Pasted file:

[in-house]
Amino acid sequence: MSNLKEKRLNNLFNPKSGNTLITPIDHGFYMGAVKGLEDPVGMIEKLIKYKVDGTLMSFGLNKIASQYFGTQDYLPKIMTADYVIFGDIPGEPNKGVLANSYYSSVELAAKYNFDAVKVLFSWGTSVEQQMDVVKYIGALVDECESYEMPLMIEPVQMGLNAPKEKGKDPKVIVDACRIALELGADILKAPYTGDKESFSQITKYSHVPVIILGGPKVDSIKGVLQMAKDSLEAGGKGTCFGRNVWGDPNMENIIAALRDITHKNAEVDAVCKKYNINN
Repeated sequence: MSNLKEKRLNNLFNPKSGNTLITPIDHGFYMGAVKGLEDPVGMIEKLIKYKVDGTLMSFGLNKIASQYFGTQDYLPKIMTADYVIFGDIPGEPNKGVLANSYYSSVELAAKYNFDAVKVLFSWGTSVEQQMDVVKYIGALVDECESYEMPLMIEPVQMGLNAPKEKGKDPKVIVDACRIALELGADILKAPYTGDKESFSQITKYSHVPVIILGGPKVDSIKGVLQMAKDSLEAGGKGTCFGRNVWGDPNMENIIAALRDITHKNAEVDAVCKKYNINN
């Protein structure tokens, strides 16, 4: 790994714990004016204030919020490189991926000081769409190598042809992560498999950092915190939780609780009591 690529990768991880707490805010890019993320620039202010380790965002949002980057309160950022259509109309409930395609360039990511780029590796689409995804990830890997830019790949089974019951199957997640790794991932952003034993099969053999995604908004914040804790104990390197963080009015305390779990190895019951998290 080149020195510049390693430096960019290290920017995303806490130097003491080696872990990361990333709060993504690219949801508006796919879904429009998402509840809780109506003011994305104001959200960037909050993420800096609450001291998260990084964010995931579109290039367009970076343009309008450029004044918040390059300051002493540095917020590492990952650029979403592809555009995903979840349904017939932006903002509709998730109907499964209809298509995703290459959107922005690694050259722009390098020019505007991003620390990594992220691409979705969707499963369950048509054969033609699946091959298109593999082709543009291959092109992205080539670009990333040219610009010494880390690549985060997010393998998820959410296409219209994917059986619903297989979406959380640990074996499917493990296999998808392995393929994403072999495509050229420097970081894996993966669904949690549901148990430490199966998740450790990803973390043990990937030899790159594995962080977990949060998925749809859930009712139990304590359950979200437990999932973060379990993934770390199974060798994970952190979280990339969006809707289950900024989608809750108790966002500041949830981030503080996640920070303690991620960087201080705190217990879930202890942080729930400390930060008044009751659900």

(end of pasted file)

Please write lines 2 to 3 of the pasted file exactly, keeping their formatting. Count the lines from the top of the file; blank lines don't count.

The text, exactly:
Amino acid sequence: MSNLKEKRLNNLFNPKSGNTLITPIDHGFYMGAVKGLEDPVGMIEKLIKYKVDGTLMSFGLNKIASQYFGTQDYLPKIMTADYVIFGDIPGEPNKGVLANSYYSSVELAAKYNFDAVKVLFSWGTSVEQQMDVVKYIGALVDECESYEMPLMIEPVQMGLNAPKEKGKDPKVIVDACRIALELGADILKAPYTGDKESFSQITKYSHVPVIILGGPKVDSIKGVLQMAKDSLEAGGKGTCFGRNVWGDPNMENIIAALRDITHKNAEVDAVCKKYNINN
Repeated sequence: MSNLKEKRLNNLFNPKSGNTLITPIDHGFYMGAVKGLEDPVGMIEKLIKYKVDGTLMSFGLNKIASQYFGTQDYLPKIMTADYVIFGDIPGEPNKGVLANSYYSSVELAAKYNFDAVKVLFSWGTSVEQQMDVVKYIGALVDECESYEMPLMIEPVQMGLNAPKEKGKDPKVIVDACRIALELGADILKAPYTGDKESFSQITKYSHVPVIILGGPKVDSIKGVLQMAKDSLEAGGKGTCFGRNVWGDPNMENIIAALRDITHKNAEVDAVCKKYNINN